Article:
Noisy protesters close in on Port of Seattle


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Police deployed stun grenades and pepper spray to disperse protesters Monday evening at the Port of Seattle, where several hundred anti-corporate demonstrators briefly blockaded a major shipping terminal and then swarmed toward another.

Port officials said the demonstration, part of a wave of port protests up and down the West Coast waged by the Occupy Wall Street movement, had minimal impact on port operations because most offloads and deliveries had been completed earlier in the day.


‘By the time the protesters got there, most of the day shifts were almost over,’ port spokesman Peter McGraw said of the blockade at Terminal 18. ‘Three of our terminals were not impacted at all, and traffic is moving again at the one that was. It’s had just minimal impact to our cargo movement.’

McGraw said longshoremen at Terminal 18, the primary target, already had decided not to work a second shift on Monday -- prompting protest leaders by midafternoon to declare they had shut down the facility.

Whether port workers at Terminal 5 would attempt to go to work later Monday night remained up in the air.

The reported light clashes with police appear to have occurred as a significant group of protesters moved toward Terminal 5 on Monday evening ahead of a scheduled shift change, and police moved in to clear remaining demonstrators from Terminal 18. Some protesters reported they had been trampled by police on horseback.

‘We shut it down! We shut it down!’ protesters shouted from the parking lot at Terminal 5 Monday night.

‘The paddy wagons are here. The riot cops are here. It’s got all the makings of a party!’ Occupy Seattle said on its live feed from the scene.


Occupy Seattle’s spokesman, Mark Taylor-Canfield, said several protesters reported being hit with pepper spray. They also reported the use of stun grenades, which make a loud sound intended to frighten and disperse crowds, though police said they could not immediately confirm that either had been used.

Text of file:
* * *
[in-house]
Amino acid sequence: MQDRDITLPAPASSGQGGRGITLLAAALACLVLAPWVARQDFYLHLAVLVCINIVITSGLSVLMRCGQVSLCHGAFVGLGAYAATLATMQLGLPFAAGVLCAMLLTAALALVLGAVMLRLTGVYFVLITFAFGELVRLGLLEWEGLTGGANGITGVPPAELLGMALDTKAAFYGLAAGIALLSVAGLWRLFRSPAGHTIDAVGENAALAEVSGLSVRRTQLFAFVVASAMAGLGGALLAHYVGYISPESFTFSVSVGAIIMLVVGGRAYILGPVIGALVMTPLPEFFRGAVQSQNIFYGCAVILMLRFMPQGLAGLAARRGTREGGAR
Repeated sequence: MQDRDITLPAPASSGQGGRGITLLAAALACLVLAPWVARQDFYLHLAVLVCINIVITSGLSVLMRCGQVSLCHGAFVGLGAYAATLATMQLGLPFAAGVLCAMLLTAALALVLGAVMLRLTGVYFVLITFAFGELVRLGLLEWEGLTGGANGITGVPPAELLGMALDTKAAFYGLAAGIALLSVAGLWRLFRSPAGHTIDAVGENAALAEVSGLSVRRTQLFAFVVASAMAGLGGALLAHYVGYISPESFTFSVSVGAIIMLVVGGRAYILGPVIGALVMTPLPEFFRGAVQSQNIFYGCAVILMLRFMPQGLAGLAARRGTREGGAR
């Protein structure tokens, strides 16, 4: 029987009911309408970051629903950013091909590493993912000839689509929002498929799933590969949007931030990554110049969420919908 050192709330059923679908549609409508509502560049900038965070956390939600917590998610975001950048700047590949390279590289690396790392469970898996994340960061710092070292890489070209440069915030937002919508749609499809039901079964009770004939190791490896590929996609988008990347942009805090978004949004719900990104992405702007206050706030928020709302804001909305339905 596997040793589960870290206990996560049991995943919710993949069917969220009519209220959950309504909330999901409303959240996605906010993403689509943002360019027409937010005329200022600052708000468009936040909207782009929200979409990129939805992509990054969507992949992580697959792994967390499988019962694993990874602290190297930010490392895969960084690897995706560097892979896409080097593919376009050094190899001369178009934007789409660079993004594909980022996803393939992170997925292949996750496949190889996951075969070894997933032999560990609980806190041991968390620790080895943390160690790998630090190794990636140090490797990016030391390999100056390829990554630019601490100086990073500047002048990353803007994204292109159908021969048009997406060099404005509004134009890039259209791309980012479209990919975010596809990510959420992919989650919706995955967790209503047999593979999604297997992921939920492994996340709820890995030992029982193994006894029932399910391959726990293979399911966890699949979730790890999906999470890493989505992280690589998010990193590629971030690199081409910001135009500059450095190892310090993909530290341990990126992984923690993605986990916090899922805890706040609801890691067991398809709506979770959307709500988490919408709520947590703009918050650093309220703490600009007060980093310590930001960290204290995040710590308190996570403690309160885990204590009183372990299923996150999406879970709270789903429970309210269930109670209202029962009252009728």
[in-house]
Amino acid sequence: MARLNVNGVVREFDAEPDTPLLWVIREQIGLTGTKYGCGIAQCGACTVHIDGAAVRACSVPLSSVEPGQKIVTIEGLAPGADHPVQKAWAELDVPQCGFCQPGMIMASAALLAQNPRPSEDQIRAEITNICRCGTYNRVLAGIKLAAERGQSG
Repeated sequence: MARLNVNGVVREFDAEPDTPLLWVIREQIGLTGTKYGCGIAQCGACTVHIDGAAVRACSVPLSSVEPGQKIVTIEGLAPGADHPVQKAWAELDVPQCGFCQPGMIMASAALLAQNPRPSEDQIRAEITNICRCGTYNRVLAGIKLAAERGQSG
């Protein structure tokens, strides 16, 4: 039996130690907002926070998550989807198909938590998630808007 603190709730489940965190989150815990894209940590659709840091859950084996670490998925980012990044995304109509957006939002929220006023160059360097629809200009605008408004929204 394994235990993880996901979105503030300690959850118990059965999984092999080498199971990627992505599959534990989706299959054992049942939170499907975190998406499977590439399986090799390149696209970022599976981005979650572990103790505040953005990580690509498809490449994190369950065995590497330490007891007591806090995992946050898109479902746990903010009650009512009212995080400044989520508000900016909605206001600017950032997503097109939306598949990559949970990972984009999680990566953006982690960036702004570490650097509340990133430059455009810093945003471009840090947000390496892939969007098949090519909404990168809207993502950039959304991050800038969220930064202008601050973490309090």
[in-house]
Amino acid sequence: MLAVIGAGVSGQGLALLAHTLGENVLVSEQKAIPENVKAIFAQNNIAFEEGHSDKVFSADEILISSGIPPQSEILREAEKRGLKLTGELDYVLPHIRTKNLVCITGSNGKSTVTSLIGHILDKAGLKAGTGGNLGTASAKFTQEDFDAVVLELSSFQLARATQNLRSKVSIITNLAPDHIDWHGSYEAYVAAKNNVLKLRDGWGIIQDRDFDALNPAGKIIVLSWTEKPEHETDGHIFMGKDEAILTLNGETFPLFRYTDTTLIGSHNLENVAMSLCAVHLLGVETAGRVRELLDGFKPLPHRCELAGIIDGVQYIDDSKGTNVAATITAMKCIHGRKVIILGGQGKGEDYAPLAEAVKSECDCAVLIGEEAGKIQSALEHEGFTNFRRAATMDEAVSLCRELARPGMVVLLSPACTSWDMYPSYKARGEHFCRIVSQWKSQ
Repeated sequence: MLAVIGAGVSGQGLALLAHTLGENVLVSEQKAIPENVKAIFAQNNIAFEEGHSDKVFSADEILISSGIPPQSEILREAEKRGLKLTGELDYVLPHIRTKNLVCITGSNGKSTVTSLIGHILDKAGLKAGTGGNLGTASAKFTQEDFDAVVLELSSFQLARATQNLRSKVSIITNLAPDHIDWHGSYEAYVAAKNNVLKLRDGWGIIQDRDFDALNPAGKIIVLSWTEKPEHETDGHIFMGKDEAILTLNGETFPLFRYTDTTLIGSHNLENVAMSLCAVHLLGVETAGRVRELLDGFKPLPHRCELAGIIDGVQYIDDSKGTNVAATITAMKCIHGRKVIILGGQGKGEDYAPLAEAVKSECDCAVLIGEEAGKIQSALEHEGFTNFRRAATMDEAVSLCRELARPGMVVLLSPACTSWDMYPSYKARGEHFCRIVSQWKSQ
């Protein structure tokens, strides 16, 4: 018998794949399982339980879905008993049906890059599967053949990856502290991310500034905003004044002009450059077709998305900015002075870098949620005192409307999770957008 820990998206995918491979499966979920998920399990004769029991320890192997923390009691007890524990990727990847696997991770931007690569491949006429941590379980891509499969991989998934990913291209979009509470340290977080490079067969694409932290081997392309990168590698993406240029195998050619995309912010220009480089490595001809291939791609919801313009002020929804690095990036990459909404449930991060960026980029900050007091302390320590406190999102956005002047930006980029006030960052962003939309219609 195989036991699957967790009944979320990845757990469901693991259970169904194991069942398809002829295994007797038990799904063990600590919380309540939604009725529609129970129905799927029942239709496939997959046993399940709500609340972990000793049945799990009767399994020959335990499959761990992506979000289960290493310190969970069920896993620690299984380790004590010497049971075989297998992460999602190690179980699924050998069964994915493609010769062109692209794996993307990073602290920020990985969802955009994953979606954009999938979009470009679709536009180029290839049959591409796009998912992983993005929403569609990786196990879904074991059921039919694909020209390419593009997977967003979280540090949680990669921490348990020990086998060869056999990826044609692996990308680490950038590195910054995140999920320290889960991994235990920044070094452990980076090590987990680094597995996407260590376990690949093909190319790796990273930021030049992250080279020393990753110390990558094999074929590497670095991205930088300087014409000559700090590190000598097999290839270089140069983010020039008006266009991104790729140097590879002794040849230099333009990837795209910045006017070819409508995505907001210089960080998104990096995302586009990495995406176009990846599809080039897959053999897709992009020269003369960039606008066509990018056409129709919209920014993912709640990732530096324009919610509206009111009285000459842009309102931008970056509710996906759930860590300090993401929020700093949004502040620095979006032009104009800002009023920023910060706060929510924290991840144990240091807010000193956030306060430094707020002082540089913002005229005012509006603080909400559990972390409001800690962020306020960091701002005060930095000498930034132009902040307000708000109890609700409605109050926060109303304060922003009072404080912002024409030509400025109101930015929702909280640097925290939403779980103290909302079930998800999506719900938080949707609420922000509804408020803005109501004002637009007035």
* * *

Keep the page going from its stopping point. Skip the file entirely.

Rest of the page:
‘This is too fluid and dynamic a situation. Things are happening way too quick,’ Seattle police spokesman Jeff Kappel said in a telephone interview.

He said there had been at least three detentions, though reports from the scene suggested there were more.

Worse was the traffic: Spokane Street near the port was blocked in both directions, not far from where cars were trying to make their way toward Seahawks stadium for Monday Night Football.

In Portland, meanwhile, where an Occupy demonstration shut down two major loading terminals Monday morning, demonstrators regrouped by late afternoon and headed toward another terminal.

‘Now we are headed to Terminal 4, which is about a three-mile walk, and we’re going to shut it down,’ said James Douglas Gless, president of a land development and environmental engineering consulting firm in Oregon City, who joined the protests.


Gless said he decided to participate because of growing frustration with the political process.

‘I’m a 56-year-old corporate president. The last three years were good to me. But I’ve got two kids that have got to grow up in a country that has been stolen by these huge national and multinational corporations,’ he told the Times. ‘What else can we do? We want our votes again.’

--Kim Murphy in Seattle


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